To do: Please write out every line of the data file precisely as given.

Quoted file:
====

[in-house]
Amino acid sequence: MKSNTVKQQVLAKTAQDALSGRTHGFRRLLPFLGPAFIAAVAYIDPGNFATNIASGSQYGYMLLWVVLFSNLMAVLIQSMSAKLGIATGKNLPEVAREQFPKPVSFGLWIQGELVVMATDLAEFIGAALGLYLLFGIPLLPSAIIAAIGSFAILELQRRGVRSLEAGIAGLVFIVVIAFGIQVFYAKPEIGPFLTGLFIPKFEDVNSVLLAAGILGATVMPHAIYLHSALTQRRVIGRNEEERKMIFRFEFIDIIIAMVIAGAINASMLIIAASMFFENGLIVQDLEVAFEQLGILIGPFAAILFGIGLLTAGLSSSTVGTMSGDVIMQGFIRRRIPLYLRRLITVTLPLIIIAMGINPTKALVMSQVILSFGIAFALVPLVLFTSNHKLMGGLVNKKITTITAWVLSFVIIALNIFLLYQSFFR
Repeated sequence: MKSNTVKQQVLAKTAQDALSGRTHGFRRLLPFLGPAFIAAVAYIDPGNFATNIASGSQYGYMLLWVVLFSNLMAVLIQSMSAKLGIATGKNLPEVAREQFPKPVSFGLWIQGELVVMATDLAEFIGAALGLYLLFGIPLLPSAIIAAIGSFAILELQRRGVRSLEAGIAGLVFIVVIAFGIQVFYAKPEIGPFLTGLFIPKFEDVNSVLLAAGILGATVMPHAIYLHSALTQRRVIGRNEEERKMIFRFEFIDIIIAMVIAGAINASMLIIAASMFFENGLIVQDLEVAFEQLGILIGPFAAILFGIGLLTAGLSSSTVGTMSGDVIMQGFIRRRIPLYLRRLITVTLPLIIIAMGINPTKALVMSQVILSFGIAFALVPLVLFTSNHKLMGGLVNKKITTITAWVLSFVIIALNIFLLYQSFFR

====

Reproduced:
[in-house]
Amino acid sequence: MKSNTVKQQVLAKTAQDALSGRTHGFRRLLPFLGPAFIAAVAYIDPGNFATNIASGSQYGYMLLWVVLFSNLMAVLIQSMSAKLGIATGKNLPEVAREQFPKPVSFGLWIQGELVVMATDLAEFIGAALGLYLLFGIPLLPSAIIAAIGSFAILELQRRGVRSLEAGIAGLVFIVVIAFGIQVFYAKPEIGPFLTGLFIPKFEDVNSVLLAAGILGATVMPHAIYLHSALTQRRVIGRNEEERKMIFRFEFIDIIIAMVIAGAINASMLIIAASMFFENGLIVQDLEVAFEQLGILIGPFAAILFGIGLLTAGLSSSTVGTMSGDVIMQGFIRRRIPLYLRRLITVTLPLIIIAMGINPTKALVMSQVILSFGIAFALVPLVLFTSNHKLMGGLVNKKITTITAWVLSFVIIALNIFLLYQSFFR
Repeated sequence: MKSNTVKQQVLAKTAQDALSGRTHGFRRLLPFLGPAFIAAVAYIDPGNFATNIASGSQYGYMLLWVVLFSNLMAVLIQSMSAKLGIATGKNLPEVAREQFPKPVSFGLWIQGELVVMATDLAEFIGAALGLYLLFGIPLLPSAIIAAIGSFAILELQRRGVRSLEAGIAGLVFIVVIAFGIQVFYAKPEIGPFLTGLFIPKFEDVNSVLLAAGILGATVMPHAIYLHSALTQRRVIGRNEEERKMIFRFEFIDIIIAMVIAGAINASMLIIAASMFFENGLIVQDLEVAFEQLGILIGPFAAILFGIGLLTAGLSSSTVGTMSGDVIMQGFIRRRIPLYLRRLITVTLPLIIIAMGINPTKALVMSQVILSFGIAFALVPLVLFTSNHKLMGGLVNKKITTITAWVLSFVIIALNIFLLYQSFFR